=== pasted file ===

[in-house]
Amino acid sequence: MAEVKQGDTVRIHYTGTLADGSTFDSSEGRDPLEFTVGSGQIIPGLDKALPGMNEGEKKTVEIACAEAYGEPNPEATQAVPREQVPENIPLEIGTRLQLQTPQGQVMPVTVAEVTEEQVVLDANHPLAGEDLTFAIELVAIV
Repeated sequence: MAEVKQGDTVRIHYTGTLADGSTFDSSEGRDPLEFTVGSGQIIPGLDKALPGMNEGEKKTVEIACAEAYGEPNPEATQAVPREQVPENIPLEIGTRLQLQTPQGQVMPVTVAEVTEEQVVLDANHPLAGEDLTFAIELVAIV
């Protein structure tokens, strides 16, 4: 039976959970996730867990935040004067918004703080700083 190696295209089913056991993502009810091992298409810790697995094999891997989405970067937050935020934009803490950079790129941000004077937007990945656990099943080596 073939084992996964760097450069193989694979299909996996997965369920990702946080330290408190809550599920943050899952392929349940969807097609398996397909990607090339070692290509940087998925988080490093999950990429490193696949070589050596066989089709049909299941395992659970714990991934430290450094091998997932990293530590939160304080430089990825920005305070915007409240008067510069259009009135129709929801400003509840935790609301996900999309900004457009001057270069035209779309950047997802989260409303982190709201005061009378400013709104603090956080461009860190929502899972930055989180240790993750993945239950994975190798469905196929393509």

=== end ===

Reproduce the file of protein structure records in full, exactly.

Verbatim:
[in-house]
Amino acid sequence: MAEVKQGDTVRIHYTGTLADGSTFDSSEGRDPLEFTVGSGQIIPGLDKALPGMNEGEKKTVEIACAEAYGEPNPEATQAVPREQVPENIPLEIGTRLQLQTPQGQVMPVTVAEVTEEQVVLDANHPLAGEDLTFAIELVAIV
Repeated sequence: MAEVKQGDTVRIHYTGTLADGSTFDSSEGRDPLEFTVGSGQIIPGLDKALPGMNEGEKKTVEIACAEAYGEPNPEATQAVPREQVPENIPLEIGTRLQLQTPQGQVMPVTVAEVTEEQVVLDANHPLAGEDLTFAIELVAIV
């Protein structure tokens, strides 16, 4: 039976959970996730867990935040004067918004703080700083 190696295209089913056991993502009810091992298409810790697995094999891997989405970067937050935020934009803490950079790129941000004077937007990945656990099943080596 073939084992996964760097450069193989694979299909996996997965369920990702946080330290408190809550599920943050899952392929349940969807097609398996397909990607090339070692290509940087998925988080490093999950990429490193696949070589050596066989089709049909299941395992659970714990991934430290450094091998997932990293530590939160304080430089990825920005305070915007409240008067510069259009009135129709929801400003509840935790609301996900999309900004457009001057270069035209779309950047997802989260409303982190709201005061009378400013709104603090956080461009860190929502899972930055989180240790993750993945239950994975190798469905196929393509």